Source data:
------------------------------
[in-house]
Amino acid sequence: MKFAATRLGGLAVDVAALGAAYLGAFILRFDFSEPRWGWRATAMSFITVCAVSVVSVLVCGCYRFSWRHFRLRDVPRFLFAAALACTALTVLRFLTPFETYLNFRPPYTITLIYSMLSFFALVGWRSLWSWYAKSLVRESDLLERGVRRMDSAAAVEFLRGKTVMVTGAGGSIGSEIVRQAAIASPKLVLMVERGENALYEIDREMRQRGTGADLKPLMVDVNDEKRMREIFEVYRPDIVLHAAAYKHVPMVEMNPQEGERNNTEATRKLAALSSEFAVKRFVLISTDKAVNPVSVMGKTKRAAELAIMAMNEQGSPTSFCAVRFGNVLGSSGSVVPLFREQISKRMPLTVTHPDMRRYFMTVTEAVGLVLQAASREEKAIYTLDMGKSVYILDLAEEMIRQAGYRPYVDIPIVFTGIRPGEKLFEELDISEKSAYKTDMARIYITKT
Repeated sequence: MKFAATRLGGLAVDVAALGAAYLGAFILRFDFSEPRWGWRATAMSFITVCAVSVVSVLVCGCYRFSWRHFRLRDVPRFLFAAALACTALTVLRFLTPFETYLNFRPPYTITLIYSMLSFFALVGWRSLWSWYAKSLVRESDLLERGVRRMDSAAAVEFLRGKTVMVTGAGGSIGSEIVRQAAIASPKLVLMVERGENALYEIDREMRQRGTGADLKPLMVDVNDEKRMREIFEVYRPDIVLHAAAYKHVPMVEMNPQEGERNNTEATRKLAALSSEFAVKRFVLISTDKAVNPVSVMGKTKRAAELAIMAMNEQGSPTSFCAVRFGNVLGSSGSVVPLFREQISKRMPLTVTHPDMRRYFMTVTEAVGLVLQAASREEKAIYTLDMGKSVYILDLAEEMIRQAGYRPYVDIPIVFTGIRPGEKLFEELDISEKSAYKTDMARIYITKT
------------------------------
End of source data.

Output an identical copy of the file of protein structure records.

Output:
[in-house]
Amino acid sequence: MKFAATRLGGLAVDVAALGAAYLGAFILRFDFSEPRWGWRATAMSFITVCAVSVVSVLVCGCYRFSWRHFRLRDVPRFLFAAALACTALTVLRFLTPFETYLNFRPPYTITLIYSMLSFFALVGWRSLWSWYAKSLVRESDLLERGVRRMDSAAAVEFLRGKTVMVTGAGGSIGSEIVRQAAIASPKLVLMVERGENALYEIDREMRQRGTGADLKPLMVDVNDEKRMREIFEVYRPDIVLHAAAYKHVPMVEMNPQEGERNNTEATRKLAALSSEFAVKRFVLISTDKAVNPVSVMGKTKRAAELAIMAMNEQGSPTSFCAVRFGNVLGSSGSVVPLFREQISKRMPLTVTHPDMRRYFMTVTEAVGLVLQAASREEKAIYTLDMGKSVYILDLAEEMIRQAGYRPYVDIPIVFTGIRPGEKLFEELDISEKSAYKTDMARIYITKT
Repeated sequence: MKFAATRLGGLAVDVAALGAAYLGAFILRFDFSEPRWGWRATAMSFITVCAVSVVSVLVCGCYRFSWRHFRLRDVPRFLFAAALACTALTVLRFLTPFETYLNFRPPYTITLIYSMLSFFALVGWRSLWSWYAKSLVRESDLLERGVRRMDSAAAVEFLRGKTVMVTGAGGSIGSEIVRQAAIASPKLVLMVERGENALYEIDREMRQRGTGADLKPLMVDVNDEKRMREIFEVYRPDIVLHAAAYKHVPMVEMNPQEGERNNTEATRKLAALSSEFAVKRFVLISTDKAVNPVSVMGKTKRAAELAIMAMNEQGSPTSFCAVRFGNVLGSSGSVVPLFREQISKRMPLTVTHPDMRRYFMTVTEAVGLVLQAASREEKAIYTLDMGKSVYILDLAEEMIRQAGYRPYVDIPIVFTGIRPGEKLFEELDISEKSAYKTDMARIYITKT